Milk Solids: A Photographic Survey of Taranaki Dairy Factories
Ron Lambert, Senior Researcher at the Taranaki Research Centre in Puke Ariki undertook a challenging and time-consuming task - to find and record the dairy factories of Taranaki before they were all lost to time, weather and development.
His efforts have mean that we now have a record of the 111 survivors - some now abandoned and disregarded - of Taranaki’s cheese and butter-making industry which has played a huge part in the social and economic scene in Taranaki for the last 130 years.
Since the factories closed, many have been reused as farm storage, dwellings, transport hubs, agricultural machinery firms or fertilizer storage. There is also a museum, a possum products factory, our regional council head-quarters and a bacon factory.
Click on a pinpoint on the map see the image and full location of the dairy factory.
View Milk Solids in a larger map
The Taranaki Dairy Industry
The co-operative system – where groups of local farmers set up and ran their own dairy factory – was slow to be adopted in Taranaki. Instead, privately-run (proprietary factories) held sway for a decade or so in the 1880s and 90s.
By the 1890s, a number of successful co-operatives had been established and took over many of the private factories.
The first factories were small wooden buildings that soon outgrew the increasing milk supply from the ever-growing herds and improved pastures. Following World War I, a second generation of larger, reinforced concrete factory buildings proudly began appearing along Taranaki’s highways and by-ways.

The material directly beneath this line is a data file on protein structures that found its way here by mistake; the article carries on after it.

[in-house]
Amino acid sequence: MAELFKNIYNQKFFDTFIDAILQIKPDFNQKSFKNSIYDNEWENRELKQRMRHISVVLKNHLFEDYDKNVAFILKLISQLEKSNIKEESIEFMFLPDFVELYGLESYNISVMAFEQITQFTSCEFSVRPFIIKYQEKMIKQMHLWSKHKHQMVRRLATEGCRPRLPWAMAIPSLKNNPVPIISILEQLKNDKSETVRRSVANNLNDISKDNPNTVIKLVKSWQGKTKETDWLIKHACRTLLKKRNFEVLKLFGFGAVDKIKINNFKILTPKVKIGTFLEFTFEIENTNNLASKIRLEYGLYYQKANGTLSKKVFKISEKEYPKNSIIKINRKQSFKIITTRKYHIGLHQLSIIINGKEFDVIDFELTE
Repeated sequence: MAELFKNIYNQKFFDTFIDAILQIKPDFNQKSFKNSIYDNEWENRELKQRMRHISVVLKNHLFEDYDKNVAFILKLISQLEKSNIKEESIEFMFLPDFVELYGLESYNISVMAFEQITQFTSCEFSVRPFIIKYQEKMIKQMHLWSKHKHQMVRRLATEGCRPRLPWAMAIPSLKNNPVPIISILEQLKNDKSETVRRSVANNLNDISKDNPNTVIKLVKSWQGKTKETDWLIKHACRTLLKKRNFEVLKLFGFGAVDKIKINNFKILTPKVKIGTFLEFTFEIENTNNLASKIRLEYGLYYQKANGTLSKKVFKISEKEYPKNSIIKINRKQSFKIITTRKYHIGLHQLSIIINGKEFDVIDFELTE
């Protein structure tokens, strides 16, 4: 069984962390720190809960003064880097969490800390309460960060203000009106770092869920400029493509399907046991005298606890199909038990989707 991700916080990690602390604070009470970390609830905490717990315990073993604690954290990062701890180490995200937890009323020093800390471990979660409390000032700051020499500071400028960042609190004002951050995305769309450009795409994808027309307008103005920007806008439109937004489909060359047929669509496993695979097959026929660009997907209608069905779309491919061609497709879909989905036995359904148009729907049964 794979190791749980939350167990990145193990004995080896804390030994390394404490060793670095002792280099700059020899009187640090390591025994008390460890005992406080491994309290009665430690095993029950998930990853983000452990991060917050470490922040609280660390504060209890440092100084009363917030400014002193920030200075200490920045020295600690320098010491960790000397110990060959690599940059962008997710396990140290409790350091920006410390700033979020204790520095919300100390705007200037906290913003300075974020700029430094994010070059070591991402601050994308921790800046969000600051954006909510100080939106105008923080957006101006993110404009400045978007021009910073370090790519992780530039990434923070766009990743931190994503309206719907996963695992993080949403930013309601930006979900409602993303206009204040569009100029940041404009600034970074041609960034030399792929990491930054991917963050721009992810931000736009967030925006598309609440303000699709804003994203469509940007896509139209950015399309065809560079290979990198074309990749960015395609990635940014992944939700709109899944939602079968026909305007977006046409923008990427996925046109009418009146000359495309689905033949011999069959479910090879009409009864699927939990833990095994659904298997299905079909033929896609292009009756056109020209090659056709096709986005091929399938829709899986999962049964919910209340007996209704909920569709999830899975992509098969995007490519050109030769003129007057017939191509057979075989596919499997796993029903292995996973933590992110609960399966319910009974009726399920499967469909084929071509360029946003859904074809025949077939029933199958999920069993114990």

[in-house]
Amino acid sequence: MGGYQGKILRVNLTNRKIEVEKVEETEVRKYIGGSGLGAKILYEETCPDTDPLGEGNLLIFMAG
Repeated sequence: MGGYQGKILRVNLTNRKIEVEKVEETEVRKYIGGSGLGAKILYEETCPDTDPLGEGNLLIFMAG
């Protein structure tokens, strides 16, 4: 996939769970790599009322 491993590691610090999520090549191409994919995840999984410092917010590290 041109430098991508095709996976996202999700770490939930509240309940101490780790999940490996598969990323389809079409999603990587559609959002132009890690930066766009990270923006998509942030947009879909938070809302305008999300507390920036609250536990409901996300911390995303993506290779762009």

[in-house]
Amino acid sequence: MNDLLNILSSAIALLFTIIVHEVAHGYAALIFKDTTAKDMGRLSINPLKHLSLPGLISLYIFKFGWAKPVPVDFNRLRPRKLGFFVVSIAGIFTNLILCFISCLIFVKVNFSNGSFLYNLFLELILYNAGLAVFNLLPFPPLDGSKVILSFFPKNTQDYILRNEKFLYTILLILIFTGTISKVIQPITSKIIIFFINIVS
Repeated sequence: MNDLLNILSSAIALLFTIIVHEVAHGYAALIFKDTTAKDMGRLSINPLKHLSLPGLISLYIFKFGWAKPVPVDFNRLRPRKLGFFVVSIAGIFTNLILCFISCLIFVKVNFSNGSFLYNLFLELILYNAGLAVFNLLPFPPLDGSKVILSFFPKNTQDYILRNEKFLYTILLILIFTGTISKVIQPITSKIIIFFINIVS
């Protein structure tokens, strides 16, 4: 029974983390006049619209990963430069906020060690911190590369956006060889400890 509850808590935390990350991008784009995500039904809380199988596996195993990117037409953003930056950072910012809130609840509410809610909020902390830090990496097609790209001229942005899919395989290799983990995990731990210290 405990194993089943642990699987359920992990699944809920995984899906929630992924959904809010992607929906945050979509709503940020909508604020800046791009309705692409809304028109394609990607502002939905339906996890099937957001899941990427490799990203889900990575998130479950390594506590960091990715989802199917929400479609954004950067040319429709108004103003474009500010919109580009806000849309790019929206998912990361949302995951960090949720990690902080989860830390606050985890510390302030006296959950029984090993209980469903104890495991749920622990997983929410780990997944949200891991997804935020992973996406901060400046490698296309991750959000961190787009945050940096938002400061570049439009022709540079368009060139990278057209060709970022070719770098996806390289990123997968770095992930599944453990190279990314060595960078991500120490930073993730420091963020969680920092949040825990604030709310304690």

The Taranaki industry, along with Otago/Southland’s, concentrated mainly on making cheese rather than butter. This required whole milk and meant that farmers needed to deliver it easily and quickly to a local factory, so factories proliferated along the highways and bye-ways of both regions.
By the late 1930s the number of co-operatives and their branches – about 120 – was at its greatest extent. From then on, amalgamations began to whittle away the smaller factories as roads and transport improved.
Many of the larger complexes had substantial additions and alterations – especially during the 1950s and 60s – when the industry was undergoing major changes due to amalgamation, expansion of their product range and upgrading to hygiene standards demanded by European and UK markets.
In 1963, the south Taranaki co-operatives amalgamated to form Kiwi Co-operative Dairies which, in 1992, merged with its north Taranaki equivalent – Inglewood-based Moa-nui Co-operative. This merger consolidated Taranaki’s dairy industry on the Whareroa factory south of Hāwera.
The giant continued to expand and, from 1996, took over dairy companies in South Island and eastern North Island.
Then, in 2001, the Waikato-based New Zealand Dairy Group and Kiwi Dairies merged to form Fonterra – one of the world’s largest dairy companies,
Dairy Factories in 1933
- Northland, Auckland, Waikato, King Country and Bay of Plenty - 102 factories
- Taranaki – 120 factories
- Wellington, Manawatu, Wairarapa and Horowhenua – 75 factories
- Hawke’s Bay and Gisborne – 28 factories
- Nelson, Marlborough and Westland – 26 factories
- Canterbury – 24 factories
- Otago and Southland – 86 factories
(NZ Journal of Dairy Science and Technology)
- Ararātā Co-op
- Eltham Co-op - Wingrove Branch
- Hāwera Co-op - Fraser Road Branch
- Kohi Co-op
- Melrose Co-op, Meremere
- Midhirst Co-op - Te Pōpō Branch
- Midhirst Co-op - York Road Branch
- North Taranaki Co-op - Waipapa Branch
- Pembroke Co-op
- Stratford Farmers’ Co-op - Skinner Road Branch
- T L Joll Co-op - Mangawhero Branch
- T L Joll Co-op - Ōtakeho Branch
- Kaupokonui Co-op - Kapuni Branch 2012